• I’m grateful to you for offering this wonderful website, Holly. You have helped me discover and learn how to ferment awesome, delicious cabbage and me and my family are healthier because of it!

        Thank you,
        Fred Lopiccolo

  6. Thanks so much for the recipe! I had a few failed attempts and was ready to give up. I found your recipe and gave it one more try. Success! I love this sweet garlic kraut and have made plain as well. I am just wondering if I can reduce the salt at all. Could I try using 1/2 Tbsp? Or do I need that amount in order to preserve it? Thanks again!

    • Hello Sarah, Yaa!!! Delicious success. Yes, you can reduce the salt. It’s easiest if you have a gram scale; use 1.5%. With measuring spoons, I think 1/2T would be a bit low. Try one batch with 2 1/2 teaspoons and then one with 2 teaspoons. I haven’t tested to see how low I can go, but the 1.5% is a standard for the low end.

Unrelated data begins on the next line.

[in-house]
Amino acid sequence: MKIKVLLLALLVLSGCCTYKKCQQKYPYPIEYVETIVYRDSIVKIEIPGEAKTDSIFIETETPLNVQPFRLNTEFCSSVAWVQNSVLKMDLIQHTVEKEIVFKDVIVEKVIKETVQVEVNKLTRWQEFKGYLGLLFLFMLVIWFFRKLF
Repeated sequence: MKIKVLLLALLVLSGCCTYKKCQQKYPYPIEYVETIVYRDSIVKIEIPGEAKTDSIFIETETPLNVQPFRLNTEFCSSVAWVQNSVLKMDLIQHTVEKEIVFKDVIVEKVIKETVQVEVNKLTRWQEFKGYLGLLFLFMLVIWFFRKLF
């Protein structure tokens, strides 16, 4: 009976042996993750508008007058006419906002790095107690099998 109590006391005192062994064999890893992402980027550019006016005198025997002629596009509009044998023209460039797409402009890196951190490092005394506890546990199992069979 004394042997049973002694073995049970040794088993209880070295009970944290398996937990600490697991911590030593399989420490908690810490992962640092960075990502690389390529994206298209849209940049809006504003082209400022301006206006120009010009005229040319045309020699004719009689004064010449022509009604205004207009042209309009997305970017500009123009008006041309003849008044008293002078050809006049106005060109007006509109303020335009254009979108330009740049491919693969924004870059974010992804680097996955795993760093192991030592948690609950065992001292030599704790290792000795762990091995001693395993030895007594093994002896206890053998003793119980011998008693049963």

7. Hi, I have been searching online for sometime trying to find out how much potassium and how much magnesium is in a cup of homemade fermented sauerkraut? Can anyone here point me to that information?

      • Thanks, I have tried those tricks. I am doing this to track my electrolytes for sodium, magnesium and
        potassium. My Fitness Pal does a pretty good job, but not
        always accurate for all foods and it does not track magnesium at all…so I am just
        trying to keep a separate daily log to stay on top of it. Sodium is not
        an issue and pretty easy to get with meals. I can get most of my
        magnesium from food. Potassium is a bit harder. I eat quite a bit of
        fermented foods but have had a hard time finding all the nutritional
        information. My
        daily targets: 300 mg sodium, 400 mg magnesium, and 4700 mg potassium. Cheers and Be Well